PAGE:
Also, at the bottom of his post is a video posted yesterday by Sky News featuring an interview with Iranian ambassador Hamid Baeidinejad. In it, the diplomat notes that while Washington has abandoned the “nuclear deal”, Iran has kept up its part in light of European adhesion and may expect from the same the benefits promised for its good behavior on that issue.
Despite its ongoing economic woes, today’s Iran has fashioned itself into one of the premier military and diplomatic powers in the Middle East—and Saudi Arabia’s principal rival for hegemony over the entire region. It has achieved this with a mix of policies—among them, deft diplomatic maneuvering; a tactical alliance with Vladimir Putin’s Russia; and the provision of arms, advice, and cash to Shi`a militias across a variety of countries. In the latter case, Iran has pioneered a seemingly unique strategy that combines insurgent and state power in a potent admixture—a strategy that is evident today in Lebanon, Syria, Iraq, and Yemen.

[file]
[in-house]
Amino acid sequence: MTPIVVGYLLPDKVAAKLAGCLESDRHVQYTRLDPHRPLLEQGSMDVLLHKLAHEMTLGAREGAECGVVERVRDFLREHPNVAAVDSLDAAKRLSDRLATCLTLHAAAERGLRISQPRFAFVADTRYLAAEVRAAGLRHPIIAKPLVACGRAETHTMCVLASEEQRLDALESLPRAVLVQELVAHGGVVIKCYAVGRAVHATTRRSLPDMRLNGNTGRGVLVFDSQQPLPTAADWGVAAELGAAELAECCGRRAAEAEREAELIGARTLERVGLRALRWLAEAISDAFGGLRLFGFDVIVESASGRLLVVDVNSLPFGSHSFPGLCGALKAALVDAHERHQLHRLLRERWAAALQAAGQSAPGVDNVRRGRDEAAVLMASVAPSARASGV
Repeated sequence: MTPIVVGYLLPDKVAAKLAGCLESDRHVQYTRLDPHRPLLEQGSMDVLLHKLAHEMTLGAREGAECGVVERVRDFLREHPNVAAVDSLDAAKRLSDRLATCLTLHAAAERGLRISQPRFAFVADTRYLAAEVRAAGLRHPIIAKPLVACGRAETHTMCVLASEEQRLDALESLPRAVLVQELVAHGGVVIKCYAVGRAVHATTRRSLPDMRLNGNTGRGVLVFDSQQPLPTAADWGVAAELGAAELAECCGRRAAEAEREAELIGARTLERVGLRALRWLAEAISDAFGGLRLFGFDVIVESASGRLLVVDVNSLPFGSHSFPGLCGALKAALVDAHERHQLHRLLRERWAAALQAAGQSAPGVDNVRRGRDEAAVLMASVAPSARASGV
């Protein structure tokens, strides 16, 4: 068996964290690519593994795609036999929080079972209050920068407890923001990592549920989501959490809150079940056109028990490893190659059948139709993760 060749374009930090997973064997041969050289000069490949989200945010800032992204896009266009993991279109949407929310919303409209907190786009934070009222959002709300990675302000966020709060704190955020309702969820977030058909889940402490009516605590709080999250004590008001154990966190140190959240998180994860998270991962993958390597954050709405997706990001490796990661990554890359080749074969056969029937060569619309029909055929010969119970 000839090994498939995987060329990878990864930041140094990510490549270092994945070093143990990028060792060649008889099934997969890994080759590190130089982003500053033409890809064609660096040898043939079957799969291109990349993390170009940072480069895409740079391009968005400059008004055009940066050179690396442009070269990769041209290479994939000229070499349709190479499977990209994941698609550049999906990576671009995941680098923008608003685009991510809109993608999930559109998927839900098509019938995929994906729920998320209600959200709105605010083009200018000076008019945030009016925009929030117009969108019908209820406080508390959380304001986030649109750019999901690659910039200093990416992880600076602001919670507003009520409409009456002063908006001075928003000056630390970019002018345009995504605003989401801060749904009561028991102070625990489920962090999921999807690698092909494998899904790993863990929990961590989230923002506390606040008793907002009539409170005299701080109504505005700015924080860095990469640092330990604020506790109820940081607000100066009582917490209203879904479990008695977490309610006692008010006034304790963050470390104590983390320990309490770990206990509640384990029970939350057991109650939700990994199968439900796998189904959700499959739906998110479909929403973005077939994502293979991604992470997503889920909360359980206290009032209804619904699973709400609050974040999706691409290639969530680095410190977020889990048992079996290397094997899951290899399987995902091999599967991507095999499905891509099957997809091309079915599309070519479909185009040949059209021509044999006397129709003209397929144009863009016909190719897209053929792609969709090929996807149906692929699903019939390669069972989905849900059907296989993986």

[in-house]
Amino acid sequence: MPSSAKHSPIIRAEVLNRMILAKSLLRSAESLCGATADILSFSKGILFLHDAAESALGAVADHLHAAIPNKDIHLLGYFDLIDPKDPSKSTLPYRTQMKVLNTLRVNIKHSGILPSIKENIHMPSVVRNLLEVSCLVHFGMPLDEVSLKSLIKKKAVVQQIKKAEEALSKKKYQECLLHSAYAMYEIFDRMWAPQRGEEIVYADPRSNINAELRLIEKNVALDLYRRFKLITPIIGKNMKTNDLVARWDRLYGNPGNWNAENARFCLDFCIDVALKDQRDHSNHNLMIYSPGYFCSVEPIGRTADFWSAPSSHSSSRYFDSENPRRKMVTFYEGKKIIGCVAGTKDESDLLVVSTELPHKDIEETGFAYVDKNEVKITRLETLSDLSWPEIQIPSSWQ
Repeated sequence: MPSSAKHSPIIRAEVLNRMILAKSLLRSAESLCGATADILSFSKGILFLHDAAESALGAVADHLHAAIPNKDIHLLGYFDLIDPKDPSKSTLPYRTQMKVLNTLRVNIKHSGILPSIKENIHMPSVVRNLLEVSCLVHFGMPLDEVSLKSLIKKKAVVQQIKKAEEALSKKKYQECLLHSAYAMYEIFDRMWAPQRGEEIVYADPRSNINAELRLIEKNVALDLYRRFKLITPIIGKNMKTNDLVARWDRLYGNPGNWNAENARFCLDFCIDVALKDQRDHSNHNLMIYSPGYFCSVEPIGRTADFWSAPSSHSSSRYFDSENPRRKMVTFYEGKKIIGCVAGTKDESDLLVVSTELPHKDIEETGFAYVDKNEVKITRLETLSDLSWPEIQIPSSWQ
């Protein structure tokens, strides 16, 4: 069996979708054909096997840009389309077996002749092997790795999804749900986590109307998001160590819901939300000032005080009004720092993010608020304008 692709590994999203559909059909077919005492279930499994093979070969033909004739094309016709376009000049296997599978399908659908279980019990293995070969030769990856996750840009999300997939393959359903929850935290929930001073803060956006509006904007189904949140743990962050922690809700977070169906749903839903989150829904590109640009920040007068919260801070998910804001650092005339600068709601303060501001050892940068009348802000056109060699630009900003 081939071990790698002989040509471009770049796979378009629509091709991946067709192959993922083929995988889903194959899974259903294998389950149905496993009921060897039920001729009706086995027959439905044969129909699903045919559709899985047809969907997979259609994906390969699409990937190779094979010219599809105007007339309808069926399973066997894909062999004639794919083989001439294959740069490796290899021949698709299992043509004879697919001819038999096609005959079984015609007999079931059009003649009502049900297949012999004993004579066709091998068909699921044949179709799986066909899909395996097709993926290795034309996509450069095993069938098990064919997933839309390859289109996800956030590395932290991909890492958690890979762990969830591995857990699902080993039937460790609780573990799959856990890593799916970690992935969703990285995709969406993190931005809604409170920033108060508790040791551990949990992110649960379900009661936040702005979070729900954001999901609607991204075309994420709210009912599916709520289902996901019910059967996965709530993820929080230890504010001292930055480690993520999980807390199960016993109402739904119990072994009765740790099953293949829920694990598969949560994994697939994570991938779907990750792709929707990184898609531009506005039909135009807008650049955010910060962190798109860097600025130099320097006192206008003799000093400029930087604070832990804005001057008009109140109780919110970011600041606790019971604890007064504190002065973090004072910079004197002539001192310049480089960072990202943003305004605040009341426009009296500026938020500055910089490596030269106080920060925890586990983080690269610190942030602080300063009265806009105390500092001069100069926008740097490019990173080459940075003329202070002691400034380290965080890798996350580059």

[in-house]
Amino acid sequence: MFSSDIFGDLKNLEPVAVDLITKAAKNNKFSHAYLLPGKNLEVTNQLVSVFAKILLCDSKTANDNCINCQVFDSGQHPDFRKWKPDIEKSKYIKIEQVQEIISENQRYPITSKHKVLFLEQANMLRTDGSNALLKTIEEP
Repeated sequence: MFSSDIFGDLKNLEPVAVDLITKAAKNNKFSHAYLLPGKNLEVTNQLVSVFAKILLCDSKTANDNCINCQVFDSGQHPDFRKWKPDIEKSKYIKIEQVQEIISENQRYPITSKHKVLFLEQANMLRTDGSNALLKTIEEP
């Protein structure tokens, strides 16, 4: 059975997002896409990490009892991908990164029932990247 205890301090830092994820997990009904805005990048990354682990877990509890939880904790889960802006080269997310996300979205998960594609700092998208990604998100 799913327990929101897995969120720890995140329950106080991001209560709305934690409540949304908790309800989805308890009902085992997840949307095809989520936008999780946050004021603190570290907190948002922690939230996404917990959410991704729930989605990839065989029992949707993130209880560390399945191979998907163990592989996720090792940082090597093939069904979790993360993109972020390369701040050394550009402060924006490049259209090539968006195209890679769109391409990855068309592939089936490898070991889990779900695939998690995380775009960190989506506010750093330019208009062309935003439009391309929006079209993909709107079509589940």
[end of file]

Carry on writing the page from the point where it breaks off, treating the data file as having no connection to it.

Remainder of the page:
At a high school basketball game in Indiana in March, white students chanted “Trump! Trump! Trump!” at Latina students. Everyone knew what that meant: It was a new way to be racist.
But the alt-right’s appeal remains marginal because the huge majority of young Americans like multiculturalism. They aren’t paranoid or hateful about other races. Those ideas are ridiculous to them. The alt-right’s small gains in popularity will not be enough to win Trump the election. This is not Germany in the 1930s. All that’s changed is that one of Alex’s fans — one of those grumpy looking middle-aged men sitting in David Icke’s audience — is now the Republican nominee.